Scandalous, disgraceful, brave, and revolutionary would be the words that most people of her time would have used to describe the works of Kate Chopin. Set in Antebellum New Orleans and its surrounding areas, Chopin's works dealt with uncomfortable topics, like race and gender, often with an ironic twist. Her works are often overlooked but can be engaging learning tools for students.
Here are five kinds of students who should read works by Kate Chopin.
Students interested in gender equality
The author herself was somewhat of a maverick. After her husband died, Kate supported her six children through her writing. A successful working woman wasn't a regular occurrence in the late 1880s. Likewise, her female characters were anything but traditional--often showing a headstrong will for independence.
Students interested in early American History
The antebellum South is a period that every avid lover of American History will eventually spend time on. However, a study of the American South is more than just a look at History--it is a mirror to human nature, social conflict, and the growth of a nation. Kate Chopin's characters place a human face on some of the archetypes of the period.
Students interested in becoming writers or storytellers
Kate Chopin is a fantastic storyteller. Period. Just like a great chef would take the opportunity to taste the cuisine of others with different backgrounds, cultures, and experiences, a good storyteller learns from other storytellers. Strong writers are avid readers. Studying any classic literature, including pieces by Chopin, is an opportunity for a future writer or storyteller to learn their chosen craft.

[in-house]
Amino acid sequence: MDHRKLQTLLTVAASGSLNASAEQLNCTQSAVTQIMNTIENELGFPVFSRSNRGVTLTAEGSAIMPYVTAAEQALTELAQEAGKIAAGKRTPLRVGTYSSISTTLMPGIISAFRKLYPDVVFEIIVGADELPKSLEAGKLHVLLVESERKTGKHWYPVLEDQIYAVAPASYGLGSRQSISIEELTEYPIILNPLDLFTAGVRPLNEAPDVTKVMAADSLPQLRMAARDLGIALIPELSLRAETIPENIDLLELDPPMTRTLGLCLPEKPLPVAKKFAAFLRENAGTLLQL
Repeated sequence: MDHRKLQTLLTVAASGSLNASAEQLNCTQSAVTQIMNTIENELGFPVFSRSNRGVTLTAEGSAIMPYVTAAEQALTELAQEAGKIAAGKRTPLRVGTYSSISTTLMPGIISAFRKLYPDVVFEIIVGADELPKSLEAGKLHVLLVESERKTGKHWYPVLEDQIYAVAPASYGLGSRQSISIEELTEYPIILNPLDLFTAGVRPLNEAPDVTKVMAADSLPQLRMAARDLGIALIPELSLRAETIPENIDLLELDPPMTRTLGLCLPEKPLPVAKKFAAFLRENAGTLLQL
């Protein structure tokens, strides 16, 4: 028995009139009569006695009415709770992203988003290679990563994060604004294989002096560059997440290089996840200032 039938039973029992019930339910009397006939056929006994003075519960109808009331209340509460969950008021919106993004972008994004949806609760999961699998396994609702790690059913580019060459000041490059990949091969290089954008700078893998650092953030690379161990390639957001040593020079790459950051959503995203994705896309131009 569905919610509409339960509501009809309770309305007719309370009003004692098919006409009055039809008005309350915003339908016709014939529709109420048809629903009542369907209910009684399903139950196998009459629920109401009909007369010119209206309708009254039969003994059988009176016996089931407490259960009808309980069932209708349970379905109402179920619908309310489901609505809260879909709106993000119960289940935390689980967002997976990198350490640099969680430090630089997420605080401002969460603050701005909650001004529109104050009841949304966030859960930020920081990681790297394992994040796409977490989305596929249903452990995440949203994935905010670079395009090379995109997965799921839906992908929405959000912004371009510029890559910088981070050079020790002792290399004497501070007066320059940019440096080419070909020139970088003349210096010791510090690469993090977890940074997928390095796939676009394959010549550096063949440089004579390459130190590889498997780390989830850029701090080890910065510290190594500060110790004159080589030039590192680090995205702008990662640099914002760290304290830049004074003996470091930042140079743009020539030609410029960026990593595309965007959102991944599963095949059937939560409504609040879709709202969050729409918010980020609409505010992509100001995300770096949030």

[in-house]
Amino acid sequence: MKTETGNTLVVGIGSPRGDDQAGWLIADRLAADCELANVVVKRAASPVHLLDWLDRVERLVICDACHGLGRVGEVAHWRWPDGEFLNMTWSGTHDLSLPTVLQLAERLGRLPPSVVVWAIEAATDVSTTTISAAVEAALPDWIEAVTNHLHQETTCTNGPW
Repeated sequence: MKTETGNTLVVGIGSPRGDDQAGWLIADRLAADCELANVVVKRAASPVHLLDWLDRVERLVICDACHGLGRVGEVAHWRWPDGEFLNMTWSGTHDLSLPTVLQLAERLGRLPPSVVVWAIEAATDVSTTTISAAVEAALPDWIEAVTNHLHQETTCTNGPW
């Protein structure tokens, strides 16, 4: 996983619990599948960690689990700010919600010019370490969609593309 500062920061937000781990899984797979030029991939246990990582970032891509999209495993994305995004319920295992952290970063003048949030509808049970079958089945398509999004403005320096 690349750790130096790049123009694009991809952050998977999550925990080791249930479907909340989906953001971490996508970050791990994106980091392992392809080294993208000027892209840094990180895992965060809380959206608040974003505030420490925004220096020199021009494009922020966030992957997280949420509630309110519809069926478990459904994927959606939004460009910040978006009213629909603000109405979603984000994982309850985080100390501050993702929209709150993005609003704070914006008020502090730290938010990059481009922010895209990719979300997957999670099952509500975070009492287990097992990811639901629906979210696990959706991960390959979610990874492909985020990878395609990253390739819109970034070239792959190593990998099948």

Students who need a challenge
Studying classic literature can be a challenge for anyone--but it is one that students shouldn't be afraid to face. Due to period-specific language, underlying cultural or historical differences, and complex plots, class pieces can take a bit of heavy mental lifting to understand, analyze, and enjoy. However, doing so yield rich rewards in the way of increased academic confidence, a more profound understanding of related historical or social issues, more robust vocabulary and writing skills, and a heightened ability to break down and understand complex ideas. So if a student finds most assigned readings boring, they might find the challenge a good classic piece presents a welcomed change!
Students who are considering higher education
Sitting in a college Humanities class, Chopin's name should bring up more than musical notes in the head of students. "The Awakening" is considered one of the earliest feminist novels and often shows up on college syllabi. However, freshman year doesn't have to be the first time students read a piece by Kate Chopin. Educators and parents can introduce high school students to her through shorter, age-appropriate works like "Desiree's Baby."